Yanelys Nuñez Leyva
HAVANA TIMES — I don’t recall the last time I attended a play that inspired me to write a review as much as Goldfish.
I saw this highly moving play, co-authored by playwrights William Ruiz and Alejandro Arango, at Havana’s Trianon theatre.
Skillfully staged by the El Ingenio and De la Luna theatre companies (and featuring several members of the El Publico troupe, such as Lester Martinez), the play is loaded with humor, irony, dramatic tension, intensity, colorful music and social criticism.
Directed by Reynier Rodriguez Vazquez, Goldfish stages a kind of television show which takes us back to important moments in the life of a character named Pablo: a common man who, burdened by a profound feeling of dissatisfaction with what he has accomplished, sets out to change his life.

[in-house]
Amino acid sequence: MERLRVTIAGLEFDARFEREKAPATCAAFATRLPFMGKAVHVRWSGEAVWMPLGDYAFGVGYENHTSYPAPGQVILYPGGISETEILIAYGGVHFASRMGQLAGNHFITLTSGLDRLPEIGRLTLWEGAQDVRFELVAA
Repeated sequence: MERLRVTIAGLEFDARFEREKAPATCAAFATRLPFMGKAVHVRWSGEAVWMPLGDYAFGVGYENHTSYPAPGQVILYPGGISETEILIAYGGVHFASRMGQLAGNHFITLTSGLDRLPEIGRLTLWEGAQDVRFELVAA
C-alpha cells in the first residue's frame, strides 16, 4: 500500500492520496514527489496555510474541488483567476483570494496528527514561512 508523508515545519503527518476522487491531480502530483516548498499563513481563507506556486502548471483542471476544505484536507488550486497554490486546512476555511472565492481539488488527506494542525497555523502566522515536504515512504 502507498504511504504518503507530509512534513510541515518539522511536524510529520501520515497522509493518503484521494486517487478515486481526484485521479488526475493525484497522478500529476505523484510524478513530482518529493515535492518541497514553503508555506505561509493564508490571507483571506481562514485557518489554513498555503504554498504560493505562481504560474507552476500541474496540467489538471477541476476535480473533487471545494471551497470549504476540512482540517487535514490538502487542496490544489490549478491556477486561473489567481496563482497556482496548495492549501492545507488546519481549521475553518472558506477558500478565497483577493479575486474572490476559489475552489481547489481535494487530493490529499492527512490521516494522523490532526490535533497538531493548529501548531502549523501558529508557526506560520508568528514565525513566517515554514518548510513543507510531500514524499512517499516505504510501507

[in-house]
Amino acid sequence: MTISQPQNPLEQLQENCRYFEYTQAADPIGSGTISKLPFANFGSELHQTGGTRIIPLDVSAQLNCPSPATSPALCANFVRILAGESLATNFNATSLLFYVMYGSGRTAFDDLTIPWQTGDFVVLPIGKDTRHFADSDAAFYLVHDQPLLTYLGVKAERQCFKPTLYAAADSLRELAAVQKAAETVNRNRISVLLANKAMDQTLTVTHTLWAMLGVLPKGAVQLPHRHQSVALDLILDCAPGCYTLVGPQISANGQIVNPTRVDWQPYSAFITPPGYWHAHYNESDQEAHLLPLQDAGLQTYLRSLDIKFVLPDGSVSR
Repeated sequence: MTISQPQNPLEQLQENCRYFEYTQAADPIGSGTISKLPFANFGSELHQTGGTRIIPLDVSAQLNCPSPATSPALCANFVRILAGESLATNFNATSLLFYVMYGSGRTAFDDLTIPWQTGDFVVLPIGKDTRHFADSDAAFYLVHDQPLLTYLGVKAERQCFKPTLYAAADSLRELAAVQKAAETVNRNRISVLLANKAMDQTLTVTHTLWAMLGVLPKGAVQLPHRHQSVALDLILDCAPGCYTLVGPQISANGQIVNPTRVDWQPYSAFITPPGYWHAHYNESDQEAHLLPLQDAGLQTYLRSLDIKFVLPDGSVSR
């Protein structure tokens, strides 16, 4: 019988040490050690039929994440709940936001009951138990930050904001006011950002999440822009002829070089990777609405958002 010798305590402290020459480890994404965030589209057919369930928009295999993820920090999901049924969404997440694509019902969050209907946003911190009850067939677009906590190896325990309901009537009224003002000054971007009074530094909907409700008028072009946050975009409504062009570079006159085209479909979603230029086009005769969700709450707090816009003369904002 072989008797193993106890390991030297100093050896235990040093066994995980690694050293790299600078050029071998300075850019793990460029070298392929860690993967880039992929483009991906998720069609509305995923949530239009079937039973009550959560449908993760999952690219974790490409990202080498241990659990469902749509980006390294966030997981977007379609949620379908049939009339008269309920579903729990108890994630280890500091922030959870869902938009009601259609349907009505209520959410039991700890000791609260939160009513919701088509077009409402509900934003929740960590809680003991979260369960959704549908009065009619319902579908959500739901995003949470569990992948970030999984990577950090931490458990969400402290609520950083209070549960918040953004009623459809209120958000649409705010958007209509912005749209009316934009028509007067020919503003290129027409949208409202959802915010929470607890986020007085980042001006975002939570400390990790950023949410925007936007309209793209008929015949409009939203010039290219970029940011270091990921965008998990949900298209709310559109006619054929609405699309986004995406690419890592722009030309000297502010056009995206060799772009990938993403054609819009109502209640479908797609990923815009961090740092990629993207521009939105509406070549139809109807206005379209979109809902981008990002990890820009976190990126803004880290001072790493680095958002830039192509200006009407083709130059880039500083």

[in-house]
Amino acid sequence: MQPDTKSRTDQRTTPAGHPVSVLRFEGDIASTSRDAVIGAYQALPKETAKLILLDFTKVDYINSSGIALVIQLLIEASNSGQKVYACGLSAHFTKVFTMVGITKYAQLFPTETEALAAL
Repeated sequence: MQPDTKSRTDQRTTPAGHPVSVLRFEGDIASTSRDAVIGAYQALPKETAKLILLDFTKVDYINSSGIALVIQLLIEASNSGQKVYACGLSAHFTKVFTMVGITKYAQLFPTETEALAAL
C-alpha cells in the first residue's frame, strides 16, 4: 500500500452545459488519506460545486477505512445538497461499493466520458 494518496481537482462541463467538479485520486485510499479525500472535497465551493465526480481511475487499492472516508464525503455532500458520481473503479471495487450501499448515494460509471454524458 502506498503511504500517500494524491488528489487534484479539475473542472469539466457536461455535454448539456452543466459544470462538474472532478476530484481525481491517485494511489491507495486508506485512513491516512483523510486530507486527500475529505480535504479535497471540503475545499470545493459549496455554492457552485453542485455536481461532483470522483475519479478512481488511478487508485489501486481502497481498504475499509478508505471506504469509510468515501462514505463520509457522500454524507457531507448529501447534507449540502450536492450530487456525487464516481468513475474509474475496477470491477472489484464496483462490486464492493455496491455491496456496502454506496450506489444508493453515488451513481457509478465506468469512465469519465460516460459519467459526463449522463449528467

Those involved in the play took care to make the TV show as true to life as possible, not only in terms of the set (which included spaces for interviews and a stage for a music band), but through the projection of brief, satirical commercials. A commercial where the announcer proclaims “Nacar takes your filth away”, a clear allusion to a domestically produced toilet soap, was among the most memorable.
The play not only openly criticized a number of phenomena that characterize Cuban reality today (such as the declining quality of healthcare services, how afraid people are to express themselves freely, the noticeable ignorance of police officers and others). It also had the perspicacity of coherently portraying these conflicts as part of a larger, global crisis.
The sensationalism characteristic of these television programs and the superfluous and banal nature of their scripts is cleverly satirized in the play.
This past September 15th, before a full house and with no holds barred, Goldfish took up the stage for the last time this season.
Promising future performances, Goldfish plunged into the depths of Havana’s theatre history.